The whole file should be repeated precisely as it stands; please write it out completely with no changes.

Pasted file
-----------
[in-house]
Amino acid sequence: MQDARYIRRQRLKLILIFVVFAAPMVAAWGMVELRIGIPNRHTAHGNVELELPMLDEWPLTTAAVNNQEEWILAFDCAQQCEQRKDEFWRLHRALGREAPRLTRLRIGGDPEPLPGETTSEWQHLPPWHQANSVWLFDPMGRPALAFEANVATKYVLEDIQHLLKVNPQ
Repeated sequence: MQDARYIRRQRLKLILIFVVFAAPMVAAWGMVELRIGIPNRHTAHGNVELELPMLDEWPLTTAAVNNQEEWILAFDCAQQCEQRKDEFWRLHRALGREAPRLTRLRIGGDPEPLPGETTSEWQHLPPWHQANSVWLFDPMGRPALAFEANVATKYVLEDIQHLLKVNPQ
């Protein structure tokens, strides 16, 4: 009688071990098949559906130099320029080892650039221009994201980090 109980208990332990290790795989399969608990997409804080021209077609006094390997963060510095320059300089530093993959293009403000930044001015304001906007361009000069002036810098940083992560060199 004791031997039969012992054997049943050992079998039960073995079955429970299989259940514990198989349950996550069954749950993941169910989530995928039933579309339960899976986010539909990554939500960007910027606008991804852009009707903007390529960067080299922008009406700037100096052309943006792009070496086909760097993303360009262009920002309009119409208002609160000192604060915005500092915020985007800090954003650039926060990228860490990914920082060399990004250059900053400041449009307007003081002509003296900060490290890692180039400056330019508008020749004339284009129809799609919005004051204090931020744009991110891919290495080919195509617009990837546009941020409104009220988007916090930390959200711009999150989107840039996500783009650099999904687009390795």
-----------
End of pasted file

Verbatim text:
[in-house]
Amino acid sequence: MQDARYIRRQRLKLILIFVVFAAPMVAAWGMVELRIGIPNRHTAHGNVELELPMLDEWPLTTAAVNNQEEWILAFDCAQQCEQRKDEFWRLHRALGREAPRLTRLRIGGDPEPLPGETTSEWQHLPPWHQANSVWLFDPMGRPALAFEANVATKYVLEDIQHLLKVNPQ
Repeated sequence: MQDARYIRRQRLKLILIFVVFAAPMVAAWGMVELRIGIPNRHTAHGNVELELPMLDEWPLTTAAVNNQEEWILAFDCAQQCEQRKDEFWRLHRALGREAPRLTRLRIGGDPEPLPGETTSEWQHLPPWHQANSVWLFDPMGRPALAFEANVATKYVLEDIQHLLKVNPQ
């Protein structure tokens, strides 16, 4: 009688071990098949559906130099320029080892650039221009994201980090 109980208990332990290790795989399969608990997409804080021209077609006094390997963060510095320059300089530093993959293009403000930044001015304001906007361009000069002036810098940083992560060199 004791031997039969012992054997049943050992079998039960073995079955429970299989259940514990198989349950996550069954749950993941169910989530995928039933579309339960899976986010539909990554939500960007910027606008991804852009009707903007390529960067080299922008009406700037100096052309943006792009070496086909760097993303360009262009920002309009119409208002609160000192604060915005500092915020985007800090954003650039926060990228860490990914920082060399990004250059900053400041449009307007003081002509003296900060490290890692180039400056330019508008020749004339284009129809799609919005004051204090931020744009991110891919290495080919195509617009990837546009941020409104009220988007916090930390959200711009999150989107840039996500783009650099999904687009390795």